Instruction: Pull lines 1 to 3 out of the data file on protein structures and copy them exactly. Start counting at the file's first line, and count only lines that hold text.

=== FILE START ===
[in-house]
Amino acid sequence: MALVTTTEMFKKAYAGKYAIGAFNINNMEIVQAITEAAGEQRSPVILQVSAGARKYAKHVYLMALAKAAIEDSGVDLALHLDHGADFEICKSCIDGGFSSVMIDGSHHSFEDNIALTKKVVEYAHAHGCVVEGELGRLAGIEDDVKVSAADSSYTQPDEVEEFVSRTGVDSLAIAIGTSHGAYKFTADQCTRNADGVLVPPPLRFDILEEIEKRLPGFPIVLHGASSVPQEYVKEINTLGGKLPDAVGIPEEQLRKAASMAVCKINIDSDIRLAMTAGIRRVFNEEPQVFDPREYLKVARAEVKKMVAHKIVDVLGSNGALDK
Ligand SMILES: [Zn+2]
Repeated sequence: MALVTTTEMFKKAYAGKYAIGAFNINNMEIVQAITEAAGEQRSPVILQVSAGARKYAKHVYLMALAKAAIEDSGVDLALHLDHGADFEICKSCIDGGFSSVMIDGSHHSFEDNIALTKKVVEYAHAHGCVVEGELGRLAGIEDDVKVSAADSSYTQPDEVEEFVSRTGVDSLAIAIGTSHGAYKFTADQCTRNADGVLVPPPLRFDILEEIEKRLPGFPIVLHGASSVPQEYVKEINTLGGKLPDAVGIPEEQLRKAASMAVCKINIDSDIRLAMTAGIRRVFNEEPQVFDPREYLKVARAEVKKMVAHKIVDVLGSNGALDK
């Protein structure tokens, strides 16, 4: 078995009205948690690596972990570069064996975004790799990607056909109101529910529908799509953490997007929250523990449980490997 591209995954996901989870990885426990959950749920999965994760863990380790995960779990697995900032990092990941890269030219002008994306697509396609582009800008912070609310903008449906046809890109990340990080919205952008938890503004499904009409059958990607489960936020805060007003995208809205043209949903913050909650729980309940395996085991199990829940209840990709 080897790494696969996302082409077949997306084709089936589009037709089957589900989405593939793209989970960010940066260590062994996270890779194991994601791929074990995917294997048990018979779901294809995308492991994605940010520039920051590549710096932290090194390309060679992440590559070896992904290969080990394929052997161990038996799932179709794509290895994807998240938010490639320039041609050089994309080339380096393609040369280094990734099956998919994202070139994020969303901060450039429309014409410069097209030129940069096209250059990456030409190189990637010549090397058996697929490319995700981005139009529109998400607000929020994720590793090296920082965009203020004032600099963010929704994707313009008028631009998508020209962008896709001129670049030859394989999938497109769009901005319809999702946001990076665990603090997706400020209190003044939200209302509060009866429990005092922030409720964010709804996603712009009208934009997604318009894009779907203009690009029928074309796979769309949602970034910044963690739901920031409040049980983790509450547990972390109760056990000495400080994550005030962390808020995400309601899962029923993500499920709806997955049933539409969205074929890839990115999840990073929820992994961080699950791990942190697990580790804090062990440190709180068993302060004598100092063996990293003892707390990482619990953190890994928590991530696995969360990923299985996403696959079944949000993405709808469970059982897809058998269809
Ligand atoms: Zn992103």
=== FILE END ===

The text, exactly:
[in-house]
Amino acid sequence: MALVTTTEMFKKAYAGKYAIGAFNINNMEIVQAITEAAGEQRSPVILQVSAGARKYAKHVYLMALAKAAIEDSGVDLALHLDHGADFEICKSCIDGGFSSVMIDGSHHSFEDNIALTKKVVEYAHAHGCVVEGELGRLAGIEDDVKVSAADSSYTQPDEVEEFVSRTGVDSLAIAIGTSHGAYKFTADQCTRNADGVLVPPPLRFDILEEIEKRLPGFPIVLHGASSVPQEYVKEINTLGGKLPDAVGIPEEQLRKAASMAVCKINIDSDIRLAMTAGIRRVFNEEPQVFDPREYLKVARAEVKKMVAHKIVDVLGSNGALDK
Ligand SMILES: [Zn+2]